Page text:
The North and South American economy is dominated by the world’s largest economy, the United States of America, however these other countries are also growing rapidly. This growth can be attributed to the huge natural resource base in the Americas, coupled with ethnical diversity and human capital. One common aspect in the Latin countries is their production of narcotics for export to the United States of America. This however, encourages crime which eventually impedes with business and politics. Latin America attracts huge bond investments due to the high interest rates but also suffer the risk of currency problems due to instability. The region boosts an energetic population, growing middle class, relatively low debt and dynamic economic expansion.

Major countries making up this region include Chile, Mexico, Colombia and Peru. Chile which is ruled by a republican type of government specializes in the fishing, mining and wine industries. The economy of Chile suffered greatly after the 1973 military coup but has since stabilized though the tension still remains between the government and military The earthquake that rocked the country in 2010 damaged cities and copper mines setting back the industry a great deal, but the government was well equipped to deal with disaster providing relief aid to the needy and rebuild. Colombia’s economy is based on agriculture, metals, petroleum and textiles. Political turmoil has been a huge challenge to its economic growth. This has however been boosted by the new constitution which helped stabilize the political scene, though drug trafficking and warring between two political sects remains. Colombia is rich in natural resources, hence presenting plenty of opportunities and budding growth, despite the huge risk associated.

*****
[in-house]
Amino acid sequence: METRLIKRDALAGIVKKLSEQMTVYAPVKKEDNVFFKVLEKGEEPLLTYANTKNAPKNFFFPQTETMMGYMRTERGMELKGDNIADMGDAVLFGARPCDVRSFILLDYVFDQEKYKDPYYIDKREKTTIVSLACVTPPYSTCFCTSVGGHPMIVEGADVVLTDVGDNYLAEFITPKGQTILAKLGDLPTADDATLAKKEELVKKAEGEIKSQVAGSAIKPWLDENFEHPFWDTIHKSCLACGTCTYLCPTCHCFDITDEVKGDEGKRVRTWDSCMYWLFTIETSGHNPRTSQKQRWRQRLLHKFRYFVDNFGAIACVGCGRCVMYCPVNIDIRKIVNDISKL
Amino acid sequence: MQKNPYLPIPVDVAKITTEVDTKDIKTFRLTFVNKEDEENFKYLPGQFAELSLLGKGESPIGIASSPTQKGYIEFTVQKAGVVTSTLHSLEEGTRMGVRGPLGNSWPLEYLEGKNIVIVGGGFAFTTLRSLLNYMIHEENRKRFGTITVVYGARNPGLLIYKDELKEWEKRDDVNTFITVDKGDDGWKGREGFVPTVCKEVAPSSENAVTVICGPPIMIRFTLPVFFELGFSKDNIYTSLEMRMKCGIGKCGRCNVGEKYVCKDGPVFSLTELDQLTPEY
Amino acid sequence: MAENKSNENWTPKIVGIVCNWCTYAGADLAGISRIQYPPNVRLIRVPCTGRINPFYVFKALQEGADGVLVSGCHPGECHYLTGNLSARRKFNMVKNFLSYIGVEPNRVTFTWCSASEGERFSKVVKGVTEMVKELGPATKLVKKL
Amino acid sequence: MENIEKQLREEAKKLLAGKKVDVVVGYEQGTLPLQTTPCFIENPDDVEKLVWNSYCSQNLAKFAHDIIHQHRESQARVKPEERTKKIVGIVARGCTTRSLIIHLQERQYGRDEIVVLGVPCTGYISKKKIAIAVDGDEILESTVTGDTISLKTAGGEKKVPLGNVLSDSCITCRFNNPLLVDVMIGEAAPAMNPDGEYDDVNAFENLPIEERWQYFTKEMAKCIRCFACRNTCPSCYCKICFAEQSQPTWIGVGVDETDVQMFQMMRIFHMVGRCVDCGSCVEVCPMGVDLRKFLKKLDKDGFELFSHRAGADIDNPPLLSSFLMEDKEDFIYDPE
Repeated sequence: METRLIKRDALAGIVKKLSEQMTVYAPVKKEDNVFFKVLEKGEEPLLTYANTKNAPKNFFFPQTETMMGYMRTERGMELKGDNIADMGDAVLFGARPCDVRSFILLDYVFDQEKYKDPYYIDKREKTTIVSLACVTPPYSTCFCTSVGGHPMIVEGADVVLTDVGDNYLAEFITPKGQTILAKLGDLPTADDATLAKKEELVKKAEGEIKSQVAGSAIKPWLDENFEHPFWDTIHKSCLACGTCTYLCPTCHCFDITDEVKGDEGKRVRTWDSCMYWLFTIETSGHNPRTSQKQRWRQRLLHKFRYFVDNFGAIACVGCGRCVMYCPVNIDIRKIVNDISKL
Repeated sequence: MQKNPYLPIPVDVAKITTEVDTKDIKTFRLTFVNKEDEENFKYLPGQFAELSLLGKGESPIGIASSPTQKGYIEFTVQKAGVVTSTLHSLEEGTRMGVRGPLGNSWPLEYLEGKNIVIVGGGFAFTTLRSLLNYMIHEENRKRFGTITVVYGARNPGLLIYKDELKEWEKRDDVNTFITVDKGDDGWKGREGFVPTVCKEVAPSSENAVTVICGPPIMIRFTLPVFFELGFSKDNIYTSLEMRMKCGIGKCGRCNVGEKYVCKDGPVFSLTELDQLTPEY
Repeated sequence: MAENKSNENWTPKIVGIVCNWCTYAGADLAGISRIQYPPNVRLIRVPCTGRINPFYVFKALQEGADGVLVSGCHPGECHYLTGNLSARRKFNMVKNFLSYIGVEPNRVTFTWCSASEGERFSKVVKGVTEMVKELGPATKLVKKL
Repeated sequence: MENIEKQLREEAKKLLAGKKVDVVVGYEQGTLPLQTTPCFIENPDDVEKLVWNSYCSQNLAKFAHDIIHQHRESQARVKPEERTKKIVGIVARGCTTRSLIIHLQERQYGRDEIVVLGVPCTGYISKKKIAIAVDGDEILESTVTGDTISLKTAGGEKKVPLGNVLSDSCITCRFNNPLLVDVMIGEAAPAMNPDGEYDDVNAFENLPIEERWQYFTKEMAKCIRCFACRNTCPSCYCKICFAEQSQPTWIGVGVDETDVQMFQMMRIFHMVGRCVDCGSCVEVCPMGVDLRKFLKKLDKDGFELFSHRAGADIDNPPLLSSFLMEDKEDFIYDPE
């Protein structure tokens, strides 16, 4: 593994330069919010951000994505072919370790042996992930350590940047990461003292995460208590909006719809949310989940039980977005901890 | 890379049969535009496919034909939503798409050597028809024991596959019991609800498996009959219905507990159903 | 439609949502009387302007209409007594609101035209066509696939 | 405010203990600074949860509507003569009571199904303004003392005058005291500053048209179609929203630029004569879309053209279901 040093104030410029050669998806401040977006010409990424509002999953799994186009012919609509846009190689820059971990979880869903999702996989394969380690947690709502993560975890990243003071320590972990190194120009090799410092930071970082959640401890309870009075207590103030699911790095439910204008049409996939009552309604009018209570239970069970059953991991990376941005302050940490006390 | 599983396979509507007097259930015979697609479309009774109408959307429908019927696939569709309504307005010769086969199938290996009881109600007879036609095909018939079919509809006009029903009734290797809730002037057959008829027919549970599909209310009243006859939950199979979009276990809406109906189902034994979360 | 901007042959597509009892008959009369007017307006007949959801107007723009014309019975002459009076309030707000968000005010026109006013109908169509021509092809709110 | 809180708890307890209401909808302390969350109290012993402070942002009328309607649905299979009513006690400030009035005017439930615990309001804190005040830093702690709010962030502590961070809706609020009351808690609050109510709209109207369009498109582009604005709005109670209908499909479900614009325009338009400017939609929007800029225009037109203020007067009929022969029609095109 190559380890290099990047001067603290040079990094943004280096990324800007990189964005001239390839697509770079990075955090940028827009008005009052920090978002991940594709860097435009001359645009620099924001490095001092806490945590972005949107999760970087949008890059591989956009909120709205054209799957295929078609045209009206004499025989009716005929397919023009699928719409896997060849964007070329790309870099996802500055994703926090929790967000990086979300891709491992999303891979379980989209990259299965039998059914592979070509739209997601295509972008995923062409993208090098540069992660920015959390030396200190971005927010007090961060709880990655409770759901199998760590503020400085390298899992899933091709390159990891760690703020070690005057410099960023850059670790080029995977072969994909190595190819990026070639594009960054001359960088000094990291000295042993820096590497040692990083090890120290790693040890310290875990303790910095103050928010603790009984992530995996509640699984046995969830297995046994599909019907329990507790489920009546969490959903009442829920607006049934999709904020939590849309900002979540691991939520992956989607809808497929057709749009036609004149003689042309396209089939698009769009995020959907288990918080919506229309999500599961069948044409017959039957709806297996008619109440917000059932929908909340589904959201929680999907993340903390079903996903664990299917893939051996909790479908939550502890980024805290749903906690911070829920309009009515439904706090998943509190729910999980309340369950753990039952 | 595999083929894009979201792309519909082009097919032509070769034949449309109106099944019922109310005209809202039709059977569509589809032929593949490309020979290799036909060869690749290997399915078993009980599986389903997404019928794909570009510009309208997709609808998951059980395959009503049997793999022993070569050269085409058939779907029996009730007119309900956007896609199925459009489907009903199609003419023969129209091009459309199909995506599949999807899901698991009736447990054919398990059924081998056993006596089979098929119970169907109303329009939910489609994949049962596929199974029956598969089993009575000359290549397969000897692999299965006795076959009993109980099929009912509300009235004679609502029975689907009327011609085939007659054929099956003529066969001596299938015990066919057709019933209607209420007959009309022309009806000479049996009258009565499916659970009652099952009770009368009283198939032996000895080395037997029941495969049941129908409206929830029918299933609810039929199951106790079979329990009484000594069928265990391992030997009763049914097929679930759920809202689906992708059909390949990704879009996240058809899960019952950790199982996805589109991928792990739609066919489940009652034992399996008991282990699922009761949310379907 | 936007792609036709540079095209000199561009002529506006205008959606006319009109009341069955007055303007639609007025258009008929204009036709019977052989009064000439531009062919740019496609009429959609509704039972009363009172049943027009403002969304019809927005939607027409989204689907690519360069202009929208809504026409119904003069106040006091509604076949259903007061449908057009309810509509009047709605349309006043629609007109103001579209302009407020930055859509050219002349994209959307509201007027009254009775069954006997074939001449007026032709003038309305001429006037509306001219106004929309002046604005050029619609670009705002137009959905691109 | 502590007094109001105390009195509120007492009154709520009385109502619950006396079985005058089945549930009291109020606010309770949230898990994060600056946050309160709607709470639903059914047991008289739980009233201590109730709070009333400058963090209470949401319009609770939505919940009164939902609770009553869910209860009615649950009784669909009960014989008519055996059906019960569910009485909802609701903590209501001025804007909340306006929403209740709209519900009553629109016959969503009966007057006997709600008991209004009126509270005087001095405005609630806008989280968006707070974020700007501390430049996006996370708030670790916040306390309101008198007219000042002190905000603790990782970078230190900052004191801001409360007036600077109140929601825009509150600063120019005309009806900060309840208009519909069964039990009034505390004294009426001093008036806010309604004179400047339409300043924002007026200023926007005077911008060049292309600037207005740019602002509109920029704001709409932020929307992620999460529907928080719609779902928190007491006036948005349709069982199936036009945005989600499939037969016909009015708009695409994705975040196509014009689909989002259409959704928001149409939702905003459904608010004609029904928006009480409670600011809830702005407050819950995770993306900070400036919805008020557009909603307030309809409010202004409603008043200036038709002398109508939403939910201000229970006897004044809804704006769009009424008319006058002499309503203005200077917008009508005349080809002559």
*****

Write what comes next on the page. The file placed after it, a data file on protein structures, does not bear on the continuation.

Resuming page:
Mexico, on the other hand, is a federal republic majoring in food and beverages, iron and steel production and motor vehicle production. Given its political stability, strong economic growth, having the USA as its main trading cohort, and the fact that it joined the North American Free Trade Agreement with the United States and Canada, it is astonishing that Mexico is still an emerging economy. This can be attributed to drug dealings and corruption, obscuring the growth of legitimate businesses and discouraging tourism. Finally Peru which is run by a constitutional government majors in fishing, textiles and mining. The country faces huge growth impediments. Nevertheless, it is in a pole position to grow as result of its rich resource base, transport infrastructure, water sources and energy production.

Colombia and Peru have shown incredibly fast growth as a result of stability of their currencies, they have also got their inflation rates under control and their credit ratings are also strong. Brazil, Chile and Mexico enjoy strong diversified trade, vibrant securities market, as well as, better credit ratings. Nevertheless, these countries no longer reveal the basic nature of ‘emerging markets’.

In addition, Colombia and Peru are currently the most preferred prospects by investors surveying the region. However, their prospects are accompanied by numerous risks. Both economies were greatly boosted by the commodities boom in the past decade. Potential fall in metal and energy prices facing the global market are a major risk to the two economies. Nonetheless, the countries are anchored on strong economic pillars that can withstand an economic slump. Particularly, Peru’s success is grounded on privatization of public corporations and elimination of investment barriers.